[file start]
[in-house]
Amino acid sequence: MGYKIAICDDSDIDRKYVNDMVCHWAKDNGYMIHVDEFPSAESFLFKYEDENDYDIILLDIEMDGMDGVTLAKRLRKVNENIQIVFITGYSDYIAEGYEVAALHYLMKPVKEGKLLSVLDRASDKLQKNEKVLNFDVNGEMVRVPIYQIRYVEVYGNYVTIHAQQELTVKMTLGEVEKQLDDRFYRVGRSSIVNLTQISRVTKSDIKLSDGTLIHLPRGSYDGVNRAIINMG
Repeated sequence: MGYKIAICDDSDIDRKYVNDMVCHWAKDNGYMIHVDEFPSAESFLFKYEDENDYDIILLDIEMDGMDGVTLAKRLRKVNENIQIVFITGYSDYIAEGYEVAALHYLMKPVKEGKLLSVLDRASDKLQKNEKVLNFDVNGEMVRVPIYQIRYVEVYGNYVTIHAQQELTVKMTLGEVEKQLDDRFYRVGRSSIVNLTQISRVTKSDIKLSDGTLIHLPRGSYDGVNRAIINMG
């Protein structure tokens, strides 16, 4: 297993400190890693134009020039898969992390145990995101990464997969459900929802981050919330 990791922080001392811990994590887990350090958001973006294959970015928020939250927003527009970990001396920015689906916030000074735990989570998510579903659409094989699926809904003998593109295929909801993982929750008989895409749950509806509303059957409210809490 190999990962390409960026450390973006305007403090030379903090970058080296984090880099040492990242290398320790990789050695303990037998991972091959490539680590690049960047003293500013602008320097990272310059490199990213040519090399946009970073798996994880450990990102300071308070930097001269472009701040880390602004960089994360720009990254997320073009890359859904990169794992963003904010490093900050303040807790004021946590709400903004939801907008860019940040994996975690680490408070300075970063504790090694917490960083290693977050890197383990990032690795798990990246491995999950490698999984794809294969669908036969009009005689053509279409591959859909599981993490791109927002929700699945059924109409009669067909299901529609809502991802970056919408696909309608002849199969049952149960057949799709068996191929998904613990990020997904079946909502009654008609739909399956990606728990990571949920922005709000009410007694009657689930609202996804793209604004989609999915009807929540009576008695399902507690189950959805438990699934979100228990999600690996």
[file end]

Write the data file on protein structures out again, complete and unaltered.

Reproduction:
[in-house]
Amino acid sequence: MGYKIAICDDSDIDRKYVNDMVCHWAKDNGYMIHVDEFPSAESFLFKYEDENDYDIILLDIEMDGMDGVTLAKRLRKVNENIQIVFITGYSDYIAEGYEVAALHYLMKPVKEGKLLSVLDRASDKLQKNEKVLNFDVNGEMVRVPIYQIRYVEVYGNYVTIHAQQELTVKMTLGEVEKQLDDRFYRVGRSSIVNLTQISRVTKSDIKLSDGTLIHLPRGSYDGVNRAIINMG
Repeated sequence: MGYKIAICDDSDIDRKYVNDMVCHWAKDNGYMIHVDEFPSAESFLFKYEDENDYDIILLDIEMDGMDGVTLAKRLRKVNENIQIVFITGYSDYIAEGYEVAALHYLMKPVKEGKLLSVLDRASDKLQKNEKVLNFDVNGEMVRVPIYQIRYVEVYGNYVTIHAQQELTVKMTLGEVEKQLDDRFYRVGRSSIVNLTQISRVTKSDIKLSDGTLIHLPRGSYDGVNRAIINMG
């Protein structure tokens, strides 16, 4: 297993400190890693134009020039898969992390145990995101990464997969459900929802981050919330 990791922080001392811990994590887990350090958001973006294959970015928020939250927003527009970990001396920015689906916030000074735990989570998510579903659409094989699926809904003998593109295929909801993982929750008989895409749950509806509303059957409210809490 190999990962390409960026450390973006305007403090030379903090970058080296984090880099040492990242290398320790990789050695303990037998991972091959490539680590690049960047003293500013602008320097990272310059490199990213040519090399946009970073798996994880450990990102300071308070930097001269472009701040880390602004960089994360720009990254997320073009890359859904990169794992963003904010490093900050303040807790004021946590709400903004939801907008860019940040994996975690680490408070300075970063504790090694917490960083290693977050890197383990990032690795798990990246491995999950490698999984794809294969669908036969009009005689053509279409591959859909599981993490791109927002929700699945059924109409009669067909299901529609809502991802970056919408696909309608002849199969049952149960057949799709068996191929998904613990990020997904079946909502009654008609739909399956990606728990990571949920922005709000009410007694009657689930609202996804793209604004989609999915009807929540009576008695399902507690189950959805438990699934979100228990999600690996």